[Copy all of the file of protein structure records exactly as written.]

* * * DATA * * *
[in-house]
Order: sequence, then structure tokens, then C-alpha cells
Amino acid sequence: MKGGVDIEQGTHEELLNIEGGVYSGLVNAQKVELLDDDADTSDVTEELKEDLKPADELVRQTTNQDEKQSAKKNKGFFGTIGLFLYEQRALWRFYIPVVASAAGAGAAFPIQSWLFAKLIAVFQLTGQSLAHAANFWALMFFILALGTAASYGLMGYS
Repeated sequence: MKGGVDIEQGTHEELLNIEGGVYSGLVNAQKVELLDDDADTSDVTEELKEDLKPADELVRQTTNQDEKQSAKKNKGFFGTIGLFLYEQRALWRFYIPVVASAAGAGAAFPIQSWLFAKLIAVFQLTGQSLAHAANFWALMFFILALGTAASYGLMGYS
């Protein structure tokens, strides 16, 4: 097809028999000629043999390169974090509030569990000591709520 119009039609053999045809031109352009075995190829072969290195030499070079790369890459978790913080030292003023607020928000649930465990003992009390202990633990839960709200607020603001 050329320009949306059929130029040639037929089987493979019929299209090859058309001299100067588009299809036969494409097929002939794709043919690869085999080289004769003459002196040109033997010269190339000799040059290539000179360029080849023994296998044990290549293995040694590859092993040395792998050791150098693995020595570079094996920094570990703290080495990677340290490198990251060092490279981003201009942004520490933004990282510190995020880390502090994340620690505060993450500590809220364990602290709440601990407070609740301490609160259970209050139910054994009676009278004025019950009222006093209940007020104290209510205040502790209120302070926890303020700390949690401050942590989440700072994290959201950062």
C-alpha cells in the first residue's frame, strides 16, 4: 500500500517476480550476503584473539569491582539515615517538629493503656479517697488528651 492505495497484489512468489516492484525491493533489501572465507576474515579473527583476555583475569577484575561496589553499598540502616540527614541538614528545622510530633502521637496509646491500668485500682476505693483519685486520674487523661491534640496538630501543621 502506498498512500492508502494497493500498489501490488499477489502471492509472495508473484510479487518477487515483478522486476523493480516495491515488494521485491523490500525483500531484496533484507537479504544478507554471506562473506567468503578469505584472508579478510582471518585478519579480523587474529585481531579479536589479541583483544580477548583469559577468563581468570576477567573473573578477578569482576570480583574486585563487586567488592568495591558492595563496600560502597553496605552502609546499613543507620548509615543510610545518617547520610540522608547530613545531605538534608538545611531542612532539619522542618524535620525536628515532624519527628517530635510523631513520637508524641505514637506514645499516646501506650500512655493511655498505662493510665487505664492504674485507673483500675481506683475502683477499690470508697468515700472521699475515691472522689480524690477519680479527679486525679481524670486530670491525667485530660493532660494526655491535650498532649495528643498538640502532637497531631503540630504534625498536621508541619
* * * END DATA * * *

[in-house]
Order: sequence, then structure tokens, then C-alpha cells
Amino acid sequence: MKGGVDIEQGTHEELLNIEGGVYSGLVNAQKVELLDDDADTSDVTEELKEDLKPADELVRQTTNQDEKQSAKKNKGFFGTIGLFLYEQRALWRFYIPVVASAAGAGAAFPIQSWLFAKLIAVFQLTGQSLAHAANFWALMFFILALGTAASYGLMGYS
Repeated sequence: MKGGVDIEQGTHEELLNIEGGVYSGLVNAQKVELLDDDADTSDVTEELKEDLKPADELVRQTTNQDEKQSAKKNKGFFGTIGLFLYEQRALWRFYIPVVASAAGAGAAFPIQSWLFAKLIAVFQLTGQSLAHAANFWALMFFILALGTAASYGLMGYS
């Protein structure tokens, strides 16, 4: 097809028999000629043999390169974090509030569990000591709520 119009039609053999045809031109352009075995190829072969290195030499070079790369890459978790913080030292003023607020928000649930465990003992009390202990633990839960709200607020603001 050329320009949306059929130029040639037929089987493979019929299209090859058309001299100067588009299809036969494409097929002939794709043919690869085999080289004769003459002196040109033997010269190339000799040059290539000179360029080849023994296998044990290549293995040694590859092993040395792998050791150098693995020595570079094996920094570990703290080495990677340290490198990251060092490279981003201009942004520490933004990282510190995020880390502090994340620690505060993450500590809220364990602290709440601990407070609740301490609160259970209050139910054994009676009278004025019950009222006093209940007020104290209510205040502790209120302070926890303020700390949690401050942590989440700072994290959201950062």
C-alpha cells in the first residue's frame, strides 16, 4: 500500500517476480550476503584473539569491582539515615517538629493503656479517697488528651 492505495497484489512468489516492484525491493533489501572465507576474515579473527583476555583475569577484575561496589553499598540502616540527614541538614528545622510530633502521637496509646491500668485500682476505693483519685486520674487523661491534640496538630501543621 502506498498512500492508502494497493500498489501490488499477489502471492509472495508473484510479487518477487515483478522486476523493480516495491515488494521485491523490500525483500531484496533484507537479504544478507554471506562473506567468503578469505584472508579478510582471518585478519579480523587474529585481531579479536589479541583483544580477548583469559577468563581468570576477567573473573578477578569482576570480583574486585563487586567488592568495591558492595563496600560502597553496605552502609546499613543507620548509615543510610545518617547520610540522608547530613545531605538534608538545611531542612532539619522542618524535620525536628515532624519527628517530635510523631513520637508524641505514637506514645499516646501506650500512655493511655498505662493510665487505664492504674485507673483500675481506683475502683477499690470508697468515700472521699475515691472522689480524690477519680479527679486525679481524670486530670491525667485530660493532660494526655491535650498532649495528643498538640502532637497531631503540630504534625498536621508541619